Oct 26View Source
BPQ Mail was designed to use Hierarchical addressing/Routing. Routing via the TO or AT calls was only intended to handle the final distrubution in an area. But it seems most sysops have stuck with the old system of having huge lists in the AT field.
Pleass forgive me if I'm telling you stuff you already know, but I'll give an outline of how the system is supposed to work.
Each BBS has a list of the Continents/Countries/States/Areas that it can forward to. Take for example Jerry. He has an RF link to GB7CIP in the UK. When the link was set up, the shouild ask the remote sysop who he can forward to. Assuming he can handle messages to all of EU, Jerry would put EU in the "HR Pwersonals and Directed Bulls) field. If he could only handle some european countries, then they would be listed. So now any message that gets to Jerry, for any staion with EU in it's HA, will be forwarded.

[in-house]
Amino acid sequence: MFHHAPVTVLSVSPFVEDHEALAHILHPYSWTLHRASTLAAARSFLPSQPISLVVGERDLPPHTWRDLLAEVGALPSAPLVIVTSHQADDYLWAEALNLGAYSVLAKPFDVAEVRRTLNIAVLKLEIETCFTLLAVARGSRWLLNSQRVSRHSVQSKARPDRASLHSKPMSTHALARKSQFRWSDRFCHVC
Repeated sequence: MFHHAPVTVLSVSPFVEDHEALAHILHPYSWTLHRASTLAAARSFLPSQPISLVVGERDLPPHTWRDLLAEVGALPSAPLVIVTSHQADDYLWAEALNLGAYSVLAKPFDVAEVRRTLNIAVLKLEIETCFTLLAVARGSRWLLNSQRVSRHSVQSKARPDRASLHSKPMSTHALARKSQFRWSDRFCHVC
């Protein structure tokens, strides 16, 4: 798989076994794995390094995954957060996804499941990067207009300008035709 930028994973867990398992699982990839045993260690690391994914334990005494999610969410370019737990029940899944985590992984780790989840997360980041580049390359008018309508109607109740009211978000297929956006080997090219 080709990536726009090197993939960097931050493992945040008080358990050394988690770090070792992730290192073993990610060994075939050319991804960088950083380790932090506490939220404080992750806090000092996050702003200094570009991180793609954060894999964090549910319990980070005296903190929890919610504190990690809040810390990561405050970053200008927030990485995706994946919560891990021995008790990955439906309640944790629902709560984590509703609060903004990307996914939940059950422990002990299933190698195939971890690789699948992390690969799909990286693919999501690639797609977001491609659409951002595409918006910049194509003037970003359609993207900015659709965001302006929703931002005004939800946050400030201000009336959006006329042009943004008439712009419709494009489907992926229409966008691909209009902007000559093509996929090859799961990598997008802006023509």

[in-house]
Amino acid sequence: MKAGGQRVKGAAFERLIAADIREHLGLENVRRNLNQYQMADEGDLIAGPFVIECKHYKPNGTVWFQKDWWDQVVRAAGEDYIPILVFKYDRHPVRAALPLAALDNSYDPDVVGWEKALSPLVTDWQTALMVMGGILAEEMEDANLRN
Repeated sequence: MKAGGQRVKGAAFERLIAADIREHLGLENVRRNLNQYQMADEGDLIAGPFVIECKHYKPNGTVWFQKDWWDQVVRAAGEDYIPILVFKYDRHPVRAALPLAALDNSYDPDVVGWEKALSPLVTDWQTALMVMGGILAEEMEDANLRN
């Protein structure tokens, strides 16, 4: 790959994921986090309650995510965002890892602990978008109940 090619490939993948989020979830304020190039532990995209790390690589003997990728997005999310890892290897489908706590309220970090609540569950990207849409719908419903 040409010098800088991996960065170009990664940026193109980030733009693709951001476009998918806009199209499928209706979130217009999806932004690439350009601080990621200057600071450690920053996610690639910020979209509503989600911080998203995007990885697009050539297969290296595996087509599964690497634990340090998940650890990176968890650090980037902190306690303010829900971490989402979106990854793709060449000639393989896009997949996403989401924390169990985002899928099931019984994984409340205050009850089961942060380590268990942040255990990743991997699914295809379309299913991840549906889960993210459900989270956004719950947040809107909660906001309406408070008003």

So how do other BBS's in the States know where to send it? Anyone who forwards to Jerry adds the same routes Anyone who forwards to someone who forwards to Jerry adds the same routes.
The same principle applies at state and area level. If a BBS can forward to all systems in a particular state/area, that state's code can be added to all his forwarding partners systems. Only within that state/area will routing be done on the AT field.
The only problems with this are that all messages need an HA, and it requires sysops to TALK TO EACH OTHER! Before adding forwarding partners you should determine what forwarding routes they have. If you add a new partner with useful routes, or remove one, you should tell your neighbours.
The routing is done on a "best match" basis. So if for example you have one partner who can handle GBR and another the rest of EU, you can put GBR in the first and EU in the second. Even though messages to GBR also match EU, they will be sent to the first.